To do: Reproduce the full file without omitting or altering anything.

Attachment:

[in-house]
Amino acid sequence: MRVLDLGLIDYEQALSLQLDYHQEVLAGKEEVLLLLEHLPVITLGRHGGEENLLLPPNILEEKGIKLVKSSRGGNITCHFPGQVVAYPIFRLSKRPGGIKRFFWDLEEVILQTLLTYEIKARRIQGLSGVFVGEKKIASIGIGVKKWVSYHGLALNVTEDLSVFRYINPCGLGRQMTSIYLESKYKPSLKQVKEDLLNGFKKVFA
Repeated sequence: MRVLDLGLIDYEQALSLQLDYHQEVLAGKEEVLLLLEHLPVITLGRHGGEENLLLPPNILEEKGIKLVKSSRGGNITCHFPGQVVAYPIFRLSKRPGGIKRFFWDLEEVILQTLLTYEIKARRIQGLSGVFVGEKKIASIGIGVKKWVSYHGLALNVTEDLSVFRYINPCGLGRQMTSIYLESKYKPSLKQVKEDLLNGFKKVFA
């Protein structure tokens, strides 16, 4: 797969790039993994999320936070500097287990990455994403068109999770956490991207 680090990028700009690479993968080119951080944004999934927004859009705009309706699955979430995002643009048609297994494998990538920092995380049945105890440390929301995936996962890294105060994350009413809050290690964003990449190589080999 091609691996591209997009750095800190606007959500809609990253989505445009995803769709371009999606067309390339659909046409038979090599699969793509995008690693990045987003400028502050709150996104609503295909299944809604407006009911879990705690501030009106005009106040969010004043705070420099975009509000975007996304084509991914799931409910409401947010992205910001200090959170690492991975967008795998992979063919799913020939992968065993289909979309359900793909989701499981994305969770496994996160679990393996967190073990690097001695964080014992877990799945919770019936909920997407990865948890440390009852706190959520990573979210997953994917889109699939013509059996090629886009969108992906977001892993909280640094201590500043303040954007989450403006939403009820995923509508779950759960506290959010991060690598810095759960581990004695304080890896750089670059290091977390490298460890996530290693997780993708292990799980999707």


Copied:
[in-house]
Amino acid sequence: MRVLDLGLIDYEQALSLQLDYHQEVLAGKEEVLLLLEHLPVITLGRHGGEENLLLPPNILEEKGIKLVKSSRGGNITCHFPGQVVAYPIFRLSKRPGGIKRFFWDLEEVILQTLLTYEIKARRIQGLSGVFVGEKKIASIGIGVKKWVSYHGLALNVTEDLSVFRYINPCGLGRQMTSIYLESKYKPSLKQVKEDLLNGFKKVFA
Repeated sequence: MRVLDLGLIDYEQALSLQLDYHQEVLAGKEEVLLLLEHLPVITLGRHGGEENLLLPPNILEEKGIKLVKSSRGGNITCHFPGQVVAYPIFRLSKRPGGIKRFFWDLEEVILQTLLTYEIKARRIQGLSGVFVGEKKIASIGIGVKKWVSYHGLALNVTEDLSVFRYINPCGLGRQMTSIYLESKYKPSLKQVKEDLLNGFKKVFA
């Protein structure tokens, strides 16, 4: 797969790039993994999320936070500097287990990455994403068109999770956490991207 680090990028700009690479993968080119951080944004999934927004859009705009309706699955979430995002643009048609297994494998990538920092995380049945105890440390929301995936996962890294105060994350009413809050290690964003990449190589080999 091609691996591209997009750095800190606007959500809609990253989505445009995803769709371009999606067309390339659909046409038979090599699969793509995008690693990045987003400028502050709150996104609503295909299944809604407006009911879990705690501030009106005009106040969010004043705070420099975009509000975007996304084509991914799931409910409401947010992205910001200090959170690492991975967008795998992979063919799913020939992968065993289909979309359900793909989701499981994305969770496994996160679990393996967190073990690097001695964080014992877990799945919770019936909920997407990865948890440390009852706190959520990573979210997953994917889109699939013509059996090629886009969108992906977001892993909280640094201590500043303040954007989450403006939403009820995923509508779950759960506290959010991060690598810095759960581990004695304080890896750089670059290091977390490298460890996530290693997780993708292990799980999707």